Col and Rose are deep in holiday planning, which simply means trying to keep straight the order of winter holidays, as if we might pull a fast one and skip over Christmas. Rose is already nostalgic for the salad days of Halloween, while Col is stacking Christmas against his January birthday and trying to recall how Santa Claus fits into our family.
For Col and Rose, time is this slippery thing that expands and contracts without warning. The unit of one week seems so arbitrary when Rose wonders wistfully when it can be Tuesday again so we can go back to the pool, even while we’re in the locker room toweling off the very chlorine of a Tuesday swim.
Col spent five minutes this morning trying to recount this specific memory. “I was building a lego airport…Rosie knocked down the tower…and then we ate apples in the bike trailer. Remember?” Dan and I scrolled through our flimsy mental archives, only to discover Col was talking about yesterday!
I love this about childhood, this loose and carefree grasp of your very own life. The way you can fill your mind with legos and kitty purses until you collapse in a midday nap while some adult is fretting over dinner and real holiday plans.
Even on the way to the dentist last week, Rose asked “how many more days until we go to the dentist?” Which is one of those questions that just makes us both more confused. Col explained, “Rosie, we’re already going there right now,” which cleared things up until Rose asked, “but how many days have we been waiting to go?”
Every anticipated event has a countdown. “How many days now, until Baba and Nana come to visit?” Rose will ask both before and after rising from a nap. Someday these kids will learn to read a calendar and it’ll be like the discovery of fire: there’s these little squares that keep track of time and you don’t even have to count on your fingers!
I understand time less than ever now that I’m a parent. How does it lurch through summer to the first day of kindergarten, and then hobble along on dark winter evenings when the clock seems to go backwards between dinner and bedtime?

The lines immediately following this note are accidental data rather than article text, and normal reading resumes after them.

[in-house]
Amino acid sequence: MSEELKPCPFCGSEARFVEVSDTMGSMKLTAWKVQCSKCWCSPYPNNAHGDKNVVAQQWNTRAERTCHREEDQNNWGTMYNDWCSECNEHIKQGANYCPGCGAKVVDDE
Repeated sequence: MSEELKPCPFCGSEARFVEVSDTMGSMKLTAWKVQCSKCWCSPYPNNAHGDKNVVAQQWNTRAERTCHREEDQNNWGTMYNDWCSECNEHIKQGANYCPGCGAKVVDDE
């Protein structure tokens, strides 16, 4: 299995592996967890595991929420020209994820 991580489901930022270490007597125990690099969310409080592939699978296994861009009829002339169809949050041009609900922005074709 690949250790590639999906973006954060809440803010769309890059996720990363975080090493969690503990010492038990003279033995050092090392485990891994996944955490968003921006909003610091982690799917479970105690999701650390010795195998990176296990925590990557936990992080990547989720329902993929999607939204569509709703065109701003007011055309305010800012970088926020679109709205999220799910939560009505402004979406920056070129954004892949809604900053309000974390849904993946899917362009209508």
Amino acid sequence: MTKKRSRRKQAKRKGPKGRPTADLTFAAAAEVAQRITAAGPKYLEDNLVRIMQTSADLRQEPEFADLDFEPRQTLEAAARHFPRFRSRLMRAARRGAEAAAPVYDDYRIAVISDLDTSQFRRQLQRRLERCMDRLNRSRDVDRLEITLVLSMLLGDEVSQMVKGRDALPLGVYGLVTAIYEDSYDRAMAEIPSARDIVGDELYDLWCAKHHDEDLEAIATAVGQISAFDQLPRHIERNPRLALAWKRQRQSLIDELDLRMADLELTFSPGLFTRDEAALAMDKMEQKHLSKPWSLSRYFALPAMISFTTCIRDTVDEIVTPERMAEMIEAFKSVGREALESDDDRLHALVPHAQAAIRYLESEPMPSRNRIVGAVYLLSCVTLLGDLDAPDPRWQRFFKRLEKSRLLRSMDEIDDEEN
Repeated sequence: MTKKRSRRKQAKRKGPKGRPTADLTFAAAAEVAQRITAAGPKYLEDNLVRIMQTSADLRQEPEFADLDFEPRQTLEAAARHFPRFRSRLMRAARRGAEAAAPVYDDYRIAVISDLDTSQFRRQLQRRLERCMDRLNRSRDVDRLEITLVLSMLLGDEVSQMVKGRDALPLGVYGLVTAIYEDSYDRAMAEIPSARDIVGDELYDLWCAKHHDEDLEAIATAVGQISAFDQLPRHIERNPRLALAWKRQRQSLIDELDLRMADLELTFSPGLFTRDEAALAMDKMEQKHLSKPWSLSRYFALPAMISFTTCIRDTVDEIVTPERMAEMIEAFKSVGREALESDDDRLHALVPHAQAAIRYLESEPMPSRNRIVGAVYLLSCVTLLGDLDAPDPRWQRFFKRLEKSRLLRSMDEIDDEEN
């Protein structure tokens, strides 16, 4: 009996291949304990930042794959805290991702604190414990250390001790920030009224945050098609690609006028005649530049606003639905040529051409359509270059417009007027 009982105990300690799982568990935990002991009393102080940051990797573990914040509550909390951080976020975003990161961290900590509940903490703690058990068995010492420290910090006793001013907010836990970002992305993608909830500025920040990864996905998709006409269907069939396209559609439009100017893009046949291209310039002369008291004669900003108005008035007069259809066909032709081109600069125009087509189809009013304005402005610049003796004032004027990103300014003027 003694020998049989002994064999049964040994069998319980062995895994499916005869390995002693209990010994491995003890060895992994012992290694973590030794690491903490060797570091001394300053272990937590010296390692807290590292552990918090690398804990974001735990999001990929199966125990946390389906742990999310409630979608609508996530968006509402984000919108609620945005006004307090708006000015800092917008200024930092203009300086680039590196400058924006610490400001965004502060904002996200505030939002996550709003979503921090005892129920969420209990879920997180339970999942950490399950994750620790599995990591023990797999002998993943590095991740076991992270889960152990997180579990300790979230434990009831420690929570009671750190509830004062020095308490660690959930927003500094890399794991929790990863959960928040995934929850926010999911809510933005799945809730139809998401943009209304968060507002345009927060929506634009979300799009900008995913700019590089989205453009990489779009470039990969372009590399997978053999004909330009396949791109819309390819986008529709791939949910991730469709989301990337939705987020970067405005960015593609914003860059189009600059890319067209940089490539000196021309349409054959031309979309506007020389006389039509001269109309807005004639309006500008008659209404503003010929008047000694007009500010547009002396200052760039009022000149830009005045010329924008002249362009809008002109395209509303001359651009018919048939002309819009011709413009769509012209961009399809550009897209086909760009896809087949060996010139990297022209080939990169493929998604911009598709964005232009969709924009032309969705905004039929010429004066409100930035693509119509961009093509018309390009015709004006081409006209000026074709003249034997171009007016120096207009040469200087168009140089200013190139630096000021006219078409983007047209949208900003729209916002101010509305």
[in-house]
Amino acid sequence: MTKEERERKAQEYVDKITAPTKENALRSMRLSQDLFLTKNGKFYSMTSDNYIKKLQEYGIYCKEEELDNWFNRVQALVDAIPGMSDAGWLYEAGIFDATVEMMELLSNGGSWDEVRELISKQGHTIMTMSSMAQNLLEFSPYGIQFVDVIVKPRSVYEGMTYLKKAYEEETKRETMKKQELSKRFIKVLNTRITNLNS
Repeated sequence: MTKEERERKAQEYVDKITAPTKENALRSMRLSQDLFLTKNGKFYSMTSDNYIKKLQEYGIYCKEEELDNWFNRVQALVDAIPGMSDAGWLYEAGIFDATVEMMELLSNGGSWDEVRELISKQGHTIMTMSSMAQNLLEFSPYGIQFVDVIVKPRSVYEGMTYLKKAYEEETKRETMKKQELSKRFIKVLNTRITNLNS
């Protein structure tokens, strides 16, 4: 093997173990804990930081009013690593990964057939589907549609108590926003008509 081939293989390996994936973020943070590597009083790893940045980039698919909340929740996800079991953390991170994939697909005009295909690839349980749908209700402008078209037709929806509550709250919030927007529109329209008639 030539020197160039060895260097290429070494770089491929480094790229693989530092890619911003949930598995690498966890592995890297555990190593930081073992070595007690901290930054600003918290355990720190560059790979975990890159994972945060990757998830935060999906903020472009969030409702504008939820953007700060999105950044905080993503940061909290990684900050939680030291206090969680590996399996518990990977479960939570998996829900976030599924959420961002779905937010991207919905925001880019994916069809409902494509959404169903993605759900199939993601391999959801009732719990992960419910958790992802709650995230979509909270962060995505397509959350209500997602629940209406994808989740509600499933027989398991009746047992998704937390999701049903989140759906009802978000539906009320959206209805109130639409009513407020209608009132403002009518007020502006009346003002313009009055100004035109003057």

Col says “I can remember Rosie as a baby, but only in pictures.” And I have the same problem. Rose spent much of her first two years wearing down a notch on my hip, but I can’t conjure the sound of her toddler laugh or the particular weight of her infant body cradled in my arms, converting breast milk into chubby thighs. Col and I spent weeks in the NICU trying to achieve breastfeeding success (which we did!), but I can’t remember the feel of his baby blue eyes locking on mine, even though those exchanges were the fuel that charged me through those hospital days.
All I know is right now. That as I write this Rose is 3 1/2, wearing a kitchen cape (apron) and leotard, placing bandaids on Col’s face for his “ear inspection.” It’s a little heartbreaking–this forgetting–but also perhaps like eating an amazing dessert; you can’t reminisce about yesterday’s meal when your fork is plunged into the very chocolately deliciousness of the present moment.
Last night at dinner Col told us how his kindergarten class made fossils with mud and flour and it would take a very, very long time for them to dry – like two days.
How does time shapeshift in your world?
Oh, and it’s Monday. Yay! Here’s your weekly installment of San Juan Table, in which I share how to grow DIY gourmet greens for less than $2 week.